In deciding to advocate for these two dancers, AGMA has not only sided with alleged offenders in multiple serious cases of degradation and sexual harassment, but has also sent a clear message to the whole dance community that the redemptive narrative of these male dancers is more important than the trust and safety of their female colleagues. Even if the women they were texting about were not fellow company members, it is hard to imagine their female partners feeling safe dancing with them, knowing what they've been accused of. The union has given these male dancers a seemingly free pass to privately demean and harass women.
Allegations of Ramasar and Catazaro's behavior first came to light last year when former SAB student Alexandra Waterbury came forward with the story that her then-boyfriend and NYCB principal Chase Finlay had been circulating sexually explicit photos and videos to the other two men without consent. Waterbury filed a suit against NYCB and the three men.
It's astounding that anyone would believe that any one of these dancers could be successfully reintegrated into the company. (Although Catazaro has announced that he will not return, Ramasar will rejoin, on the condition that he undergo counseling.)
Trust is an invaluable part of any creative process, especially when it comes to partnering and physical connection. A dancer should feel comfortable, safe and supported by their partner, and as a fellow male dancer, I cannot imagine how someone could think they could win back the trust of their colleagues after allegedly trading women's bodies over texts like souvenir cards.
Waterbury's case hasn't gone to court yet, but considering the disturbing nature of the allegations, advocating for these men to return to the company sounds like a direct violation of AGMA's commitment to serving "those who report harassment in the workplace."
The dance community should be a safe space, especially in an industry where proper protocols for sexual harassment are still being cultivated.
There are moral lessons for all three implicated dancers to gain from this experience. But it's irresponsible to offer them that privilege at the expense of the safety and comfort of the women in New York City Ballet.
Update: AGMA has released the following statement from Deborah Allton Maher, associate executive director of the American Guild of Musical Artists:
"In a recent op-ed regarding the reinstatement of Amar Ramasar and Zachary Catazaro to the New York City Ballet, the author posed important questions about AGMA's role in challenging their terminations. We asked ourselves these same hard questions before taking action. Importantly, we investigated the facts in these specific situations, as did a neutral arbitrator, who after considering all the relevant information determined that New York City Ballet must reinstate the dancers. As a union, we are legally obligated to represent our members when their contractual rights have been violated.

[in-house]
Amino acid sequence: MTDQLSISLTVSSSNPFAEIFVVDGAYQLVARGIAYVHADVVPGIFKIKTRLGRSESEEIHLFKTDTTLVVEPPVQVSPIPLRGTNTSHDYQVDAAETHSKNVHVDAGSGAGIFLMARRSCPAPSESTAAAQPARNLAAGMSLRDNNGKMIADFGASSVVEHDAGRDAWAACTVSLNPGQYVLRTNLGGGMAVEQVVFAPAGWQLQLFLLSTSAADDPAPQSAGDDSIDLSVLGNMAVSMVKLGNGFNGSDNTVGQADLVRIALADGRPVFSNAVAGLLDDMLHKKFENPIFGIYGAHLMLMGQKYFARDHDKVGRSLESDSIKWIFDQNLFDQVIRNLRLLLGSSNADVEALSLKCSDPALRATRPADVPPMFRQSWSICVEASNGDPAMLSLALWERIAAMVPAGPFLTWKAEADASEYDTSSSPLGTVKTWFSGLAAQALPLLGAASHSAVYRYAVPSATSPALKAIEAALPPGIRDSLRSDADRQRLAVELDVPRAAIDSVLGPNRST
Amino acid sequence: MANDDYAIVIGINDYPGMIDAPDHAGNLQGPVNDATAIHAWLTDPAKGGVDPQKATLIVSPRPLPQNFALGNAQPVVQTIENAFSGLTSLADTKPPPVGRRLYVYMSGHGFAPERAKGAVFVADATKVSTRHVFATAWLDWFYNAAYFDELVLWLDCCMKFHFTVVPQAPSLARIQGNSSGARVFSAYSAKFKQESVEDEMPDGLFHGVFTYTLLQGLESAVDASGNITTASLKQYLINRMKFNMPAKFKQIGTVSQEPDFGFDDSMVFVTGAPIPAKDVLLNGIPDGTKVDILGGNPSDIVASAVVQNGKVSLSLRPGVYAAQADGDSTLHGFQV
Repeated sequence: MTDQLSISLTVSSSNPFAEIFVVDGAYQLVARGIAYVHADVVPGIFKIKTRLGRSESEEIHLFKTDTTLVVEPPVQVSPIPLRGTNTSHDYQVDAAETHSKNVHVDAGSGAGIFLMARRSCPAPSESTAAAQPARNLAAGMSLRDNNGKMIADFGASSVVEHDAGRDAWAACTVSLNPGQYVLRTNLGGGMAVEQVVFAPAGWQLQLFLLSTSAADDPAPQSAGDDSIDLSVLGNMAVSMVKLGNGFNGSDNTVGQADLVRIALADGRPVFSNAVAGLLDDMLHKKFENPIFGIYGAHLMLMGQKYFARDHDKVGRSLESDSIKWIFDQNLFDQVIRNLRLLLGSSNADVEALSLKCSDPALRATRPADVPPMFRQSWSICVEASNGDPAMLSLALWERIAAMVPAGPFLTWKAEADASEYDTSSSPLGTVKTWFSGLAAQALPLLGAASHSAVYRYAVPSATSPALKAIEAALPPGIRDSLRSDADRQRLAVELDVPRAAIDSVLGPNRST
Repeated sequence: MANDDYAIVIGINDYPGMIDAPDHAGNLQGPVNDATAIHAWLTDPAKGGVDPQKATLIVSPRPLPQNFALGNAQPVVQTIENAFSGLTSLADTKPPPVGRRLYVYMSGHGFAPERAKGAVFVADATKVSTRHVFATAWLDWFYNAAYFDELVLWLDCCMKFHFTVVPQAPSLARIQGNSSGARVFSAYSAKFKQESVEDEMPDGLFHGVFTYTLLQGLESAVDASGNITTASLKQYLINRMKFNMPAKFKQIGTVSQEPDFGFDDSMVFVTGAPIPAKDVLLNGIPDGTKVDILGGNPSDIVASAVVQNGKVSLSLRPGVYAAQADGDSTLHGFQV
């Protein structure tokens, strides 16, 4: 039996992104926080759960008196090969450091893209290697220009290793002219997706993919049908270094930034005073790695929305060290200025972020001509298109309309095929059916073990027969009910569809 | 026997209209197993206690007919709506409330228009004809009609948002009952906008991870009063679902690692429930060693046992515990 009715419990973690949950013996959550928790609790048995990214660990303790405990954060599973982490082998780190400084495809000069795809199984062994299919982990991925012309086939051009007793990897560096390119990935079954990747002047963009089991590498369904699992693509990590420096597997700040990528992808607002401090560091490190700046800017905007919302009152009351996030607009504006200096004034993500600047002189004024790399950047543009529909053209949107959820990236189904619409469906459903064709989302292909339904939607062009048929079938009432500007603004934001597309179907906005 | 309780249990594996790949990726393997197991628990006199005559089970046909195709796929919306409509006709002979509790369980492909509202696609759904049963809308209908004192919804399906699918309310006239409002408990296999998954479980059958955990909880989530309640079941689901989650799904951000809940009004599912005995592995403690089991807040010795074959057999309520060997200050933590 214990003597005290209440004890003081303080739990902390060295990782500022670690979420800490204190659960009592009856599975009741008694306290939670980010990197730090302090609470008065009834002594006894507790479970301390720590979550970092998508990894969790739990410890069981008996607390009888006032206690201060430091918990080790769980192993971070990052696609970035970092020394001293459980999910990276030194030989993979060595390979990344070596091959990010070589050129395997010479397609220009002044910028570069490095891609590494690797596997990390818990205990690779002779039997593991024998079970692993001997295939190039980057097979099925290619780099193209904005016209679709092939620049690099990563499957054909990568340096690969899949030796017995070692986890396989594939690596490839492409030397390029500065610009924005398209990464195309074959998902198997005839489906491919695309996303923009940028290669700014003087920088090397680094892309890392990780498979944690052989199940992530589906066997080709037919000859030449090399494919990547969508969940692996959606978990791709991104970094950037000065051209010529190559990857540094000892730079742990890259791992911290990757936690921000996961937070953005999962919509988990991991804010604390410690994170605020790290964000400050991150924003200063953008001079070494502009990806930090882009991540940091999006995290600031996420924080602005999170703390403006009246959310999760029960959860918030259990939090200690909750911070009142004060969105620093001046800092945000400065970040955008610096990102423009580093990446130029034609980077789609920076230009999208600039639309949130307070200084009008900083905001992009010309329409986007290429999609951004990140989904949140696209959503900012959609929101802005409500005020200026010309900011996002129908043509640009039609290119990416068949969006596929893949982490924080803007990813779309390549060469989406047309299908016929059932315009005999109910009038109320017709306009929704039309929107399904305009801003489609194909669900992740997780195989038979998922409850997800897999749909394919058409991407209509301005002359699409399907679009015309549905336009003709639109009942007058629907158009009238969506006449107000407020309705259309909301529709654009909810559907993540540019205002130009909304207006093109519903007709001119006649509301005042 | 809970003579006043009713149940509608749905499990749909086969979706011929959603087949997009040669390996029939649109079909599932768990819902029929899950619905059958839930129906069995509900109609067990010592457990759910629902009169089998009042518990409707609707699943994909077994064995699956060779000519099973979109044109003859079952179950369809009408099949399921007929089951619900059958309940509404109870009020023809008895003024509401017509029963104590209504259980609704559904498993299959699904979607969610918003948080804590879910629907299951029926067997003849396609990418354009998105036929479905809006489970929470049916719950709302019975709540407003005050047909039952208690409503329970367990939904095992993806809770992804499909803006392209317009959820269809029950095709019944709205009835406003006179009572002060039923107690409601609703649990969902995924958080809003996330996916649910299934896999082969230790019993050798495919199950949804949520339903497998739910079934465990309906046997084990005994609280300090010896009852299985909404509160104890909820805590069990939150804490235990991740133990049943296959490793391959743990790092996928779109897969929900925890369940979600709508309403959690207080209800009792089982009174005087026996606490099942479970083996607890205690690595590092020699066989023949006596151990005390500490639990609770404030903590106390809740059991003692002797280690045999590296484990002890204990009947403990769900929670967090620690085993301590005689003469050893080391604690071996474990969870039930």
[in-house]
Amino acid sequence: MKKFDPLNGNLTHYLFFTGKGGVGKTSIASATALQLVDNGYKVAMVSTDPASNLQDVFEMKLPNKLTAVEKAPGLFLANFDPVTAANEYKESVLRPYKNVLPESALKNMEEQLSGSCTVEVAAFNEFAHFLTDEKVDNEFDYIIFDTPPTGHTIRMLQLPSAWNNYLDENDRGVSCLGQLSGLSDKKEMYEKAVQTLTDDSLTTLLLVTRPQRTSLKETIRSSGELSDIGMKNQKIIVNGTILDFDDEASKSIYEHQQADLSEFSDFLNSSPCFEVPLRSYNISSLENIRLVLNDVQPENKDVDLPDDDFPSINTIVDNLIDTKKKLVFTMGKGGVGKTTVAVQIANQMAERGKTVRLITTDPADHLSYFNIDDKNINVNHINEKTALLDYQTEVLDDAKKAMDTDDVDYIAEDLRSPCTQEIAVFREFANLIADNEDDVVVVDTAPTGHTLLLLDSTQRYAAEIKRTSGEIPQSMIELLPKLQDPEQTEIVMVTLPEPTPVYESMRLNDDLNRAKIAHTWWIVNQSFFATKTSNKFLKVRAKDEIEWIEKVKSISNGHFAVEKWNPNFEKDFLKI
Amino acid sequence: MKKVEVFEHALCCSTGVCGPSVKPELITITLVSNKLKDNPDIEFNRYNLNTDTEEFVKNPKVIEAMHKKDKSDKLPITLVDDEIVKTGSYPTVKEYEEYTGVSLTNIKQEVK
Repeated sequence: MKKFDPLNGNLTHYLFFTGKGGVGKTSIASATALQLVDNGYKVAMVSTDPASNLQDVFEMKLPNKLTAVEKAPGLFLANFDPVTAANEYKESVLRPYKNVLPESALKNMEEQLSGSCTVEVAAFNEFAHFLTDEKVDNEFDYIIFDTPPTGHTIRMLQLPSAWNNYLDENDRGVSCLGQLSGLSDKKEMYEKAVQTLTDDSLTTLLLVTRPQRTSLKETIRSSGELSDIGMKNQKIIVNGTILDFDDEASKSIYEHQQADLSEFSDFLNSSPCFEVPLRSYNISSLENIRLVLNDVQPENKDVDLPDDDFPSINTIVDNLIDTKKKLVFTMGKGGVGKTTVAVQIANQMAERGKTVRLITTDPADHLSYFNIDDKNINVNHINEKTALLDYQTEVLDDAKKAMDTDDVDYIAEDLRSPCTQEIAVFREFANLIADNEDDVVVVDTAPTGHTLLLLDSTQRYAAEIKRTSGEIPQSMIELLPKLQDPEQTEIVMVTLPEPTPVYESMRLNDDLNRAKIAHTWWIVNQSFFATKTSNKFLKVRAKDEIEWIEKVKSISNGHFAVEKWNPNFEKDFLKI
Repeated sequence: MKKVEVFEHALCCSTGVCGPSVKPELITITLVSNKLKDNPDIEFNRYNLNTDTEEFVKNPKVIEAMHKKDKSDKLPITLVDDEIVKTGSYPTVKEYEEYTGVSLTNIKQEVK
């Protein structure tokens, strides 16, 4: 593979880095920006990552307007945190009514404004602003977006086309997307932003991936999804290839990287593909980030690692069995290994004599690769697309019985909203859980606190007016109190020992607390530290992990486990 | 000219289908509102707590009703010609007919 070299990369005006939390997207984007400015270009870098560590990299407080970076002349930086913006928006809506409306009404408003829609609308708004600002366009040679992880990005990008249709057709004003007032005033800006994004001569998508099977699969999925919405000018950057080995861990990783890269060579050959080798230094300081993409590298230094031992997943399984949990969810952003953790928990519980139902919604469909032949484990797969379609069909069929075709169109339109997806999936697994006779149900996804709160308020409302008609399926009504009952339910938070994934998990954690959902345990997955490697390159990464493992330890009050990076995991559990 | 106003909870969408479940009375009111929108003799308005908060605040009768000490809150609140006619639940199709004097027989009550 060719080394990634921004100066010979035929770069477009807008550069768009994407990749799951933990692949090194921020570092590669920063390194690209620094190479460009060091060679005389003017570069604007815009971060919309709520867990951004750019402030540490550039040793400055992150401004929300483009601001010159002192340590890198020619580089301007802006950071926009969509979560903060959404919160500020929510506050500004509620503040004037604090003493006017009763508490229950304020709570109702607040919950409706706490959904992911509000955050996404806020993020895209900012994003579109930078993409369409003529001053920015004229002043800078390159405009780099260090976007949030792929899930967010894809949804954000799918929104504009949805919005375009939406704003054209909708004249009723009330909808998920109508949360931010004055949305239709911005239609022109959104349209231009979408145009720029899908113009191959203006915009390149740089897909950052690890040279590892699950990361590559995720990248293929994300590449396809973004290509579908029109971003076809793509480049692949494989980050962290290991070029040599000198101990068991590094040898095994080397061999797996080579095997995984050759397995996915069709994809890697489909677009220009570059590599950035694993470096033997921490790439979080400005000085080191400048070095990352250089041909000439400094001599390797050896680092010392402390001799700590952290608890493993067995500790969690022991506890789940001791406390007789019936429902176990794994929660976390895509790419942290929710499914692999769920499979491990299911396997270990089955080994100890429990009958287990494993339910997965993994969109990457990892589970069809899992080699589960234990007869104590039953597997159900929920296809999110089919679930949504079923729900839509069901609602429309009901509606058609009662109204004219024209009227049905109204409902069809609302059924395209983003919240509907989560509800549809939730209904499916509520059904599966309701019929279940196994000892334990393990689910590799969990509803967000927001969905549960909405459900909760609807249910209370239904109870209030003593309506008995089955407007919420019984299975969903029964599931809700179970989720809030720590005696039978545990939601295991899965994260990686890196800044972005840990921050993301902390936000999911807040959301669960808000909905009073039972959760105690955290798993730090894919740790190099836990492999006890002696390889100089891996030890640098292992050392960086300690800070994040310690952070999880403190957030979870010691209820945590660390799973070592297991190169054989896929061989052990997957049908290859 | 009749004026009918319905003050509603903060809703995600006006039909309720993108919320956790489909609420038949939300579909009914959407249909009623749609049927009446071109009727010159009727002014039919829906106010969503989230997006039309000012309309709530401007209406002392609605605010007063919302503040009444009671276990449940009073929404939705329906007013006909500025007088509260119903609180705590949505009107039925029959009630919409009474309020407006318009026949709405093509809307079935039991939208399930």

"Ensuring that our members are treated fairly does not diminish our responsibility, or limit our ability to fight for safe environments free from abuse and harassment.
"In fact, we are currently working with the management of New York City Ballet, as well as our other employers, to perform in-depth assessments of their workplaces and develop specialized training that considers the unique needs of artists. We are committed to ensuring that all AGMA members know the resources available to them through their union. We negotiate meaningful anti-harassment provisions in all of our collective bargaining agreements and provide a confidential and responsive reporting system, along with access to a professional network of counselors and lawyers. By working together with performers and their employers, we can create the culture of dignity and respect that all artists deserve.
Correction: An earlier version of this story stated that Ramasar and Catazaro were accused of circulating nude photos of women from New York City Ballet and the School of American Ballet. The lawsuit does not state that the women were part of NYCB or SAB when these incidents occurred.
Pacific Northwest Ballet principals Rachel Foster and Jonathan Porretta took their final curtain call on June 9, 2019. Photo by Lindsay Thomas, Courtesy PNB
We all know dance careers are temporary. But this season, it feels like we're saying goodbye to more stars than usual.
Many have turned to social media to share their last curtain calls, thoughts on what it feels like to say farewell to performing, and insights into the ways that dancing has made them who they are. After years of dedicating your life to the studio and stage, the decision to stop dancing is always an emotional one. Each dancer handles it in their own way—whether that means cheekily admitting to having an existential crisis, or simply leaving with no regrets about what you did for love.
We will miss these dancers' performances, but can't wait to see what awaits each in their next chapters.
A previous lab cycle. Photo by Evan Zimmerman/MurphyMade, Courtesy RRR Creative
Choreographic incubator Broadway Dance Lab has recently been rechristened Dance Lab New York. "I found the nomenclature of 'Broadway' was actually a type of glass ceiling to the organization," says choreographer Josh Prince, who founded the nonprofit in 2012.